BEIRUT: Over the course of a 21-hour telecommunications blackout in Syria, Alia tried to call her parents every 15 minutes, each time hearing nothing at the other end of the phone.
When fighting got too fierce in their hometown in Homs, Alia’s family relocated to the coastal town of Banias just over a year ago, while she moved to Beirut to complete her studies. Recently though, her parents joined her in Beirut, and last week returned to Banias to collect their belongings.
Their return to Lebanon was delayed, however, by opposition reports of regime massacres in two Sunni villages in the area. At least 62 people were killed – many stabbed or burned to death – including 20 children.
“With everything that happened last week around Banias, of course you expect the worst,” she said Wednesday, before Internet connectivity returned later in the evening.
Syria’s online traffic completely disappeared at around 10 p.m. Tuesday, accompanied by the widespread collapse of cellular and landline networks.
As it did when a similar outage occurred last November, the Syrian government denied it had any part in the blackout, instead blaming faulty fiber optic cables.
Accustomed to speaking to her parents once a day, at least, Alia said this time was even harder to bear.
Before, she said, “we always had some kind of communication. If there was no Internet, we’d call, if there were no mobiles, we’d use landlines.”
Alia was skeptical of the government’s interpretation of events: “We’re in the 21st century. ... A whole country doesn’t go off the radar like this because of a technical fault.”
Jim Cowie, chief technology officer at Renesys, a company which tracks international online traffic, told The Daily Star that smaller infrastructure problems should not cause an Internet blackout of longer than a few hours:
“But once it stays down for 12 hours you think this must have been a different category of outage ... a building destroyed, or maybe a decision was made,” he said.
In Syria, Cowie explained, control of the Internet is centralized, and falls largely under the Syrian Telecommunications Establishment, whereas in other countries this power is spread among hundreds of independent providers.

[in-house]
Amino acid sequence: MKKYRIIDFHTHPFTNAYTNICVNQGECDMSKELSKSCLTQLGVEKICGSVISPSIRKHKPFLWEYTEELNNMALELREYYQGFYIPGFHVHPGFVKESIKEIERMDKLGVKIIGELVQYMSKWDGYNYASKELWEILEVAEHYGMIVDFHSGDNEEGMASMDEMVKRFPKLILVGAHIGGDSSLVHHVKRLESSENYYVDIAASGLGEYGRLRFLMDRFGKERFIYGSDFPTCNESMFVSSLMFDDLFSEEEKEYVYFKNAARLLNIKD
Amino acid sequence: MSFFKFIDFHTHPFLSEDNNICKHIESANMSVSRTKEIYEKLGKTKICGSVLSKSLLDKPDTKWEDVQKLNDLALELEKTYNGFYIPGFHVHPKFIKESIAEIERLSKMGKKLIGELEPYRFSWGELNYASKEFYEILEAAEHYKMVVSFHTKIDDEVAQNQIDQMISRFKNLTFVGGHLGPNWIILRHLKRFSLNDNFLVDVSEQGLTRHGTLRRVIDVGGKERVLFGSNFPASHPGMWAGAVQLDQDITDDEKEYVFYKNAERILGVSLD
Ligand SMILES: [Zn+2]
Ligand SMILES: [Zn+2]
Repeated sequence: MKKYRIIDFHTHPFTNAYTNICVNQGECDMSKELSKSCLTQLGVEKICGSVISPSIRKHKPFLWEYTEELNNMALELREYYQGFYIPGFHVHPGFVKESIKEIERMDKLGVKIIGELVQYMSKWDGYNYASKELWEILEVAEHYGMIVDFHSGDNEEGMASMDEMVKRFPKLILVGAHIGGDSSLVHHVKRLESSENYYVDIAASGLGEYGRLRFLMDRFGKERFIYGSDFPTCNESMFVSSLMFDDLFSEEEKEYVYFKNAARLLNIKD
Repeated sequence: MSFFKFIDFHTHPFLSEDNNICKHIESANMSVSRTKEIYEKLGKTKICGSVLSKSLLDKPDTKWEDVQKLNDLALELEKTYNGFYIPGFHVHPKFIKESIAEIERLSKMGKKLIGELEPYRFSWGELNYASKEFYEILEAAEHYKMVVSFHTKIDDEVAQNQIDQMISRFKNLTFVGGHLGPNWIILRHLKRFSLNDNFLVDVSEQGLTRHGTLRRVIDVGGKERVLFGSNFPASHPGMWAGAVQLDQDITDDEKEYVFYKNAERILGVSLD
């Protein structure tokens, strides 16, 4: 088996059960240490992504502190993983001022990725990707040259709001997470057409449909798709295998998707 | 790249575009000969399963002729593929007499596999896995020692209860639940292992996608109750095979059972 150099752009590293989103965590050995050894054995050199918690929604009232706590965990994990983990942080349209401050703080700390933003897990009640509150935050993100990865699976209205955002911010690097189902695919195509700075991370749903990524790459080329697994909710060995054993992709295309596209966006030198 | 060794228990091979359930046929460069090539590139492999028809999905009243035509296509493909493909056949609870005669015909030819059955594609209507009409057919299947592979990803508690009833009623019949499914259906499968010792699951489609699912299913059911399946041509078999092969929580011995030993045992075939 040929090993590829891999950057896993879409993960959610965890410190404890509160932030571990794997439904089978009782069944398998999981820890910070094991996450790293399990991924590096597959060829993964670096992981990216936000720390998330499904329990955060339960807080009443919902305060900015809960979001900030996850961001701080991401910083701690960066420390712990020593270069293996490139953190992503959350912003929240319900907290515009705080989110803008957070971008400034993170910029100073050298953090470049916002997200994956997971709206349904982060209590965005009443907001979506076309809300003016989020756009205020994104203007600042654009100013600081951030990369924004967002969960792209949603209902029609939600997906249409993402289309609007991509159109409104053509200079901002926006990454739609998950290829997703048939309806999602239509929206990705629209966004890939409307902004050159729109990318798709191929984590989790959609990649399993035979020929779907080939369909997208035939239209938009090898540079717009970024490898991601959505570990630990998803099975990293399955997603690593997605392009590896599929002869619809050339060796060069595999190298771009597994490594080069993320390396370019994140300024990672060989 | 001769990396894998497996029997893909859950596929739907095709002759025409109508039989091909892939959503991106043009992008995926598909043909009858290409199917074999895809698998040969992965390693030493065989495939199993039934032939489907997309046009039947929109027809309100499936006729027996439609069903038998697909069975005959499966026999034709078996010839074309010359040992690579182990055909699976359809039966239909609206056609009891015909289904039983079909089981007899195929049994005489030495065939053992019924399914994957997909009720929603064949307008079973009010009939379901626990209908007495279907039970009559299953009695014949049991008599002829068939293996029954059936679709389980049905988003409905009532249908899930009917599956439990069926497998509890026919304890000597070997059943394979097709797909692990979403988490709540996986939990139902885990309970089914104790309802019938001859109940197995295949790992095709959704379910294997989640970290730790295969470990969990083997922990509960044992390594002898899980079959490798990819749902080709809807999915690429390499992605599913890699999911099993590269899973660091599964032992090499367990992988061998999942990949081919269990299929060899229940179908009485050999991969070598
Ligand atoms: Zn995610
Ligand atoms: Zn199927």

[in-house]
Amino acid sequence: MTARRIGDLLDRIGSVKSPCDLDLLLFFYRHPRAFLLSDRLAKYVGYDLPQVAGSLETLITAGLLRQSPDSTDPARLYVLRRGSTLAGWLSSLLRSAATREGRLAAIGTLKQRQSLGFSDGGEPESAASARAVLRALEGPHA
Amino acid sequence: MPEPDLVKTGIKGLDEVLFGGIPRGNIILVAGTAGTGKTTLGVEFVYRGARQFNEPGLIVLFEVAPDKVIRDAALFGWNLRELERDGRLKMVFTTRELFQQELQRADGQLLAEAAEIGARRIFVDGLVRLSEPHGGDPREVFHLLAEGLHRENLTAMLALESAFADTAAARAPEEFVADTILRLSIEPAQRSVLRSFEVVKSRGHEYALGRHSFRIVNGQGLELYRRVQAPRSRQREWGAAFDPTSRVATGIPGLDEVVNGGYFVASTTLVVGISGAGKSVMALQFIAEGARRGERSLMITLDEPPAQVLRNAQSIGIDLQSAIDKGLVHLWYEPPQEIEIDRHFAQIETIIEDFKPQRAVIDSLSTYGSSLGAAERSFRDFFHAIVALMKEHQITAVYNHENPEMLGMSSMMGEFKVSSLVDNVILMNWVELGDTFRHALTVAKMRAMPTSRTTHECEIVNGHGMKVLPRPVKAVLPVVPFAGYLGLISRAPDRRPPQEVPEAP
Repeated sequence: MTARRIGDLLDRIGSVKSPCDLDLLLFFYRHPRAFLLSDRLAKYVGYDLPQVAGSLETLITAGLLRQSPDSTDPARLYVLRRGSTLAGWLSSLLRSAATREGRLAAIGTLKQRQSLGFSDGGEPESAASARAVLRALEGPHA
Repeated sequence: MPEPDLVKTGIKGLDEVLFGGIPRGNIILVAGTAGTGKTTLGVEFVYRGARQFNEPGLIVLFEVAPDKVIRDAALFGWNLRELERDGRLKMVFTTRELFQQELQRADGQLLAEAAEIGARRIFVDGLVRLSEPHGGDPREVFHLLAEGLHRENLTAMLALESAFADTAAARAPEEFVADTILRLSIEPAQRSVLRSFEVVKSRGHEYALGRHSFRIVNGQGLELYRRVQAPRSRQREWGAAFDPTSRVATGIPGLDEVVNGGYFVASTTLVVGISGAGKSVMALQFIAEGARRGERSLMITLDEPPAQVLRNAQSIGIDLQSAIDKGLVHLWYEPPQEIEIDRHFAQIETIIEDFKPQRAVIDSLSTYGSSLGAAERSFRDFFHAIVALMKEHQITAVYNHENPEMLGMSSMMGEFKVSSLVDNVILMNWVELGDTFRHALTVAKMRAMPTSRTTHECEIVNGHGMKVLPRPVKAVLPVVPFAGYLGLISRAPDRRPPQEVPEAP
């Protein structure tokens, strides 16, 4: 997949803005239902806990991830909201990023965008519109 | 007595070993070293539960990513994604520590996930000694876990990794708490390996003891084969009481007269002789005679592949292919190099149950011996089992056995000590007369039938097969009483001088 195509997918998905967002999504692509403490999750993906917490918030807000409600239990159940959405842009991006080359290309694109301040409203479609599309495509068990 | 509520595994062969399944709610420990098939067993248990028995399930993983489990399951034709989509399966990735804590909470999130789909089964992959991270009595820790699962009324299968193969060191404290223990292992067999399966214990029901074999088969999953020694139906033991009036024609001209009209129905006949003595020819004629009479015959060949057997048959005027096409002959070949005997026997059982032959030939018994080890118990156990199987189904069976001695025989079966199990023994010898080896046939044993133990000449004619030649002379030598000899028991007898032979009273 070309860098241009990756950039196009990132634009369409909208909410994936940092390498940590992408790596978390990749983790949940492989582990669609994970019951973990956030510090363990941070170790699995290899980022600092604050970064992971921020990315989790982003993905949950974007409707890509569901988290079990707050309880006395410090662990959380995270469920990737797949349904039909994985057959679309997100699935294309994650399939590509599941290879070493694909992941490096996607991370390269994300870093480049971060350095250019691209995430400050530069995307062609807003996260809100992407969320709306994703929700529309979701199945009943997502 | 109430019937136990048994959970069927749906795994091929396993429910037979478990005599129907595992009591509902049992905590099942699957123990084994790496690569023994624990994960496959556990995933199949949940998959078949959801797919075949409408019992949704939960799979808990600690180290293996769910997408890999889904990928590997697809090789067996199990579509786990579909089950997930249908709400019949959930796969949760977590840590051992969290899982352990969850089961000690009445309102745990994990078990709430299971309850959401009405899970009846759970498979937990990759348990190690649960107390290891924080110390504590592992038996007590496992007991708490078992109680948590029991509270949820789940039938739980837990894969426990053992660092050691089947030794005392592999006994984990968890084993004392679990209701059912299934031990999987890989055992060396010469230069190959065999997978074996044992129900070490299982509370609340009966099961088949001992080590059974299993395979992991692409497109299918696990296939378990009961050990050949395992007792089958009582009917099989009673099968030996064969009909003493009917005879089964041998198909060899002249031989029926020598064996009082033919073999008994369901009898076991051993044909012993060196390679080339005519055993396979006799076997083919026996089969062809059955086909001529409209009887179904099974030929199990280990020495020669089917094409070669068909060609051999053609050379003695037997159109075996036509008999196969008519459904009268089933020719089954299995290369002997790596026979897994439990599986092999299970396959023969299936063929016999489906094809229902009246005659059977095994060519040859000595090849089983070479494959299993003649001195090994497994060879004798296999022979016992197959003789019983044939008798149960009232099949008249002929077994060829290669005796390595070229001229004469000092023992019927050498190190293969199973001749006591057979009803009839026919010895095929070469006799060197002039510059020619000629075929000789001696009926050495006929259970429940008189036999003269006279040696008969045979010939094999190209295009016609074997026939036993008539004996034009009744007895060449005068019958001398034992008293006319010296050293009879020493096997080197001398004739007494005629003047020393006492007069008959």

“Centralization is the enemy of survivable Internet,” he said. “The more diversity that you can build into the system, the better it can survive anything, whether that anything is political or technical or even something like a natural disaster. ... You need as many paths, under as many people’s control, as possible.”
In a global report last year, Renesys placed Syria in the Severe Risk category of countries susceptible to experiencing an Internet blackout, alongside Turkmenistan, Libya, Myanmar, and Yemen.
“Assuming that this was a deliberate interruption of Internet service by the government,” said Kevin Bankston, director of the Free Expression project at the Center for Democracy and Technology. “We think this is a very clear violation of every Syrian’s human rights.”
Not only does it limit the ability of Syrians within the country to speak to one another and their loved ones outside, but it makes it considerably harder for activists to get news out, being forced to rely on expensive and hard-to-procure satellite phones.
If indeed it was a government switch off, there is technically no limit to how long such a blackout could continue, experts said.
“It can last as long as the government feels politically that it can stand pressure. ... Technically there is no limit,” Bankston said.
But after a while, there might be practical or economic considerations that would render it unviable for the government for any length of time.
The government, he said, if indeed it is responsible, might “reserve it as a tactic for particular key moments.”
Ultimately though, Bankston sees such events as a sign of weakness: “I would say that cutting off your citizens’ ability to communicate with the outside world is typically a sign of desperation and a sign of an oppressive government attempting to ratchet up control.”
Indeed there were worries among activists that this latest crackdown was not some technical fault, or even a power play, but that it actually signaled a more sinister attempt to silence the rebels, and limit their ability to communicate with each other.
The last major blackout, in November, coincided with a major government push on certain suburbs surrounding the capital, and the Damascus airport. The army made significant gains Wednesday in the southern town of Khirbet Ghazaleh, held for two months by the rebels.
Alia remembered the early days of the uprising, when the Internet and phone lines were often cut on Fridays, the weekly climax of protest fever.
“I think in part it’s to limit rebels’ communication, but I think they also do it to show people they are still in control,” she said.
“But if they’re also meaning to scare us, it’s definitely working.”